We have 3(ish) scriptures which seem to suggest that the Lord will “try and prove us” that we “are faithful in all things” and will “serve Him at all hazards.”

    In light of that evidence, I find it hard to come to the conclusion that the following is Satan speaking:
    ” And we will prove them herewith, to see if they will do all things whatsoever the Lord their God shall command them;”

    But that’s just me. What say you?

    1. I’m not opposed to Jesus speaking to them of “proving” in order to get them to do what is, apparently, right. But he doesn’t also add the part about first estate-second estate, and glory and so on, right? A little truth mingled with error, maybe.

  3. Thank you for making me think deeply about this. I think you may be right here. The line between Satan and Christ is sometimes hard to find, because the counterfactual seems so like the original! Thinking more about this led me through a fun scripture chase.

    I’m not sure how you read section 132, but I think it helps clarify the difference between:

    21 Verily, verily, I say unto you, except ye abide my law ye cannot attain to this glory.
    22 For strait is the gate, and narrow the way that leadeth unto the exaltation and continuation of the lives, and few there be that find it, because ye receive me not in the world neither do ye know me.
    23 But if ye receive me in the world, then shall ye know me, and shall receive your exaltation; that where I am ye shall be also.
    24 This is eternal lives–to know the only wise and true God, and Jesus Christ, whom he hath sent. I am he. Receive ye, therefore, my law.

    My thoughts:
    21: Abiding a certain law allows us to “attain to” a specified level (or weight) of glory see also vs 16 and Section 63:66. There are things to be obeyed–but rather than a blind obedience, the law is something to be received. Like how you’d receive a guest into your home perhaps?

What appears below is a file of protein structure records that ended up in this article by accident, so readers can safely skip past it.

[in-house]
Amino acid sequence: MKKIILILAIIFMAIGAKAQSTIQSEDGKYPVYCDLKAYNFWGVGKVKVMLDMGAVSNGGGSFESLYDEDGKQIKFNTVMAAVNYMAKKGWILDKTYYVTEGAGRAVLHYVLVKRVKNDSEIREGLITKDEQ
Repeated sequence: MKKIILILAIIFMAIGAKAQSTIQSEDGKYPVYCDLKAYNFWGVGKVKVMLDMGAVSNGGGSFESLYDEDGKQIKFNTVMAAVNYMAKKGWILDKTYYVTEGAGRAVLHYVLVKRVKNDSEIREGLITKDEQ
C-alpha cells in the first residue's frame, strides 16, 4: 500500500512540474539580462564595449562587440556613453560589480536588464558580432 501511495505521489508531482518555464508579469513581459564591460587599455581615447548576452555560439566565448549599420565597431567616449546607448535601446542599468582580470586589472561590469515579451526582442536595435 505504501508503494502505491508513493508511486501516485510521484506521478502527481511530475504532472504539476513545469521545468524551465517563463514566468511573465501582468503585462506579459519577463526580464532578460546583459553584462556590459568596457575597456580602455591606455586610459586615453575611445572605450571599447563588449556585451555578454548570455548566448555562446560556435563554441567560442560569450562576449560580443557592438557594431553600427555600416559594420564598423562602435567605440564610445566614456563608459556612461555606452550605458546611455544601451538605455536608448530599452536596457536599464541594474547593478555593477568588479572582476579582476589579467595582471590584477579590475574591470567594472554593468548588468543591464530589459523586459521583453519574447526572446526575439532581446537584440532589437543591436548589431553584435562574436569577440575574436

22: 2 thoughts: 1) the purpose of life (or our lives) is to receive (aka know) the Lord, not blindly follow a set of laws. 2) this earth doesn’t represent man kinds only opportunity to obey God. Alma 13 seems to support the following thought: the concept of “eternal lives” pokes some holes in the concept of a first and second estate; it doesn’t hold water, in light of this verse, as eternity is an eternal round, God’s punishment is eternal (and therefore “of Him” rather than lasting forever). The idea of a 1st and 2nd estate seems to imply only one shot at this life–which I reject–especially since Abr. 3 describes both souls and spirits (meaning some who were coming down had resurrected bodies?) that are good among the council.
    23-24: Again, we must receive the Lord to “receive exaltation.” And to receive Him, we must first “receive” His law.

    In sum, where Satan is off is on the strict obedience and the estate idea. But, we will be proved here, we must receive God’s laws (also described as abiding the law), which, if done, will lead to glory, exaltation, and other cool prizes, but more importantly, knowing God. Abraham was God’s friend. At that level, I think he would listen to God’s suggestions…but it doesn’t sound like this obey-at all-costs idea.

    Thanks again. Another passage from section 63 seems relevant too:

    61 Wherefore, let all men beware how they take my name in their lips-
    62 For behold, verily I say, that many there be who are under this condemnation, who use the name of the Lord, and use it in vain, having not authority…
    64 Remember that that which cometh from above is sacred, and must be spoken with care, and by constraint of the Spirit; and in this there is no condemnation, and ye receive the Spirit through prayer; wherefore, without this there remaineth condemnation.

    I thank you because in general I (we) take these words too lightly. We think we can take an isolated scripture and give a discourse on it, and even command others because of our interpretation! It might be wiser to “obey” the wisdom of vs. 64 or D&C 121 before seeking to command/direct/compel/coerce another. Taking the name of the Lord seems to be commanding others, when you don’t have the divine mandate.